Public sector pensions - work longer, pay more, says Alexander

If their pensions are to remain affordable, something's gotta give, chief secretary to the Treasury Danny Alexander tells public sector workers.

by Andrew Saunders
Last Updated: 06 Nov 2012
And the something he has in mind is twofold - the retirement age for government employees will rise from 60 to 66 years (the same as it is for those in the private sector, incidentally) from 2020, and employee contributions will have to rise by around 3%. Lower earners (£18k pa or less) will have their contributions capped at 1.5%, but those on higher salaries can expect to pay substantially more. And while pensions earned to date will be protected at their current levels, new pensions and pensions earned in future will be awarded on the basis of career average salaries, rather than on the current final salary basis.

Of course it is hardly news that public sector pensions need reform - indeed most of these proposals are based on the findings of the recent Hutton report on that very subject. The numbers are disputed, but unlike their private sector equivalents, many public sector pensions are far from fully funded. That's to say that the sums paid out are in excess of the returns provided by the money invested, and have to be topped up using funds from general taxation. In effect an iniquitous private sector subsidy for public sector pensions, as Alexander points out.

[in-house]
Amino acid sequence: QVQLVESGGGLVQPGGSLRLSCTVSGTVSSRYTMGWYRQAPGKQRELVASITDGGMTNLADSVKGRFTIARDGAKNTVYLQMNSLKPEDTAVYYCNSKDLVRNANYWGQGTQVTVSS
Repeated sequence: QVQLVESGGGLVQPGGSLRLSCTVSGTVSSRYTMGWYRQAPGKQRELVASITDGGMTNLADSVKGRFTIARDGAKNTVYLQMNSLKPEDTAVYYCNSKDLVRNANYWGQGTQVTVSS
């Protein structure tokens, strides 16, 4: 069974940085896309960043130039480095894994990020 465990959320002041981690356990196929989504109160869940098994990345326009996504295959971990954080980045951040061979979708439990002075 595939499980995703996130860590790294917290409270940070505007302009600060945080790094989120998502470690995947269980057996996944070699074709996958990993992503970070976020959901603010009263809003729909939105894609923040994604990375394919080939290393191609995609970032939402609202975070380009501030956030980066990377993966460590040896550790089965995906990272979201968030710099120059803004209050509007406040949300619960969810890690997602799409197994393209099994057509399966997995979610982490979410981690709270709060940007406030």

But if the case for reform is unarguable, the timing of this announcement is ruffling feathers. With over 600,000 pubic sector workers already threatening to strike on June 30th, the news that their pensions are now in the balance too is hardly likely to reduce their appetite for industrial action. Alexander has also been criticised for effectively sidelining ongoing negotiations with the unions over pensions, by announcing his intentions before the talks have concluded.
In fact the statement is likely to be taken by some union members as a thinly-veiled threat. 'A strike now might be in the interests of the union's boss, but it is not in the interests of its members," said Alexander of the latest round of low-turnout strike ballots. This is the best offer you're going to get, in other words, so take it now while it's still on the table.

It's not really much of a surprise that those public sector workers want to hang onto their pension provisions, either. The gold plated pension was after all a significant part of the deal they signed up to in the first place. But as those in the private sector already know, it's often not possible to continue to do things in the way they've always been done, however much we would like to Commercial reality dictates that when something becomes unaffordable, it has to be changed.

So this attempt at pensions reform is necessary if not exactly welcome. And Alexander seems to be firmly set on his course. 'It may be that those who oppose change think they can force the Government to change its mind. This is a colossal mistake. We will reform public service pensions. This is the time to shape that change, not to try to block it.' He said. Fighting talk.

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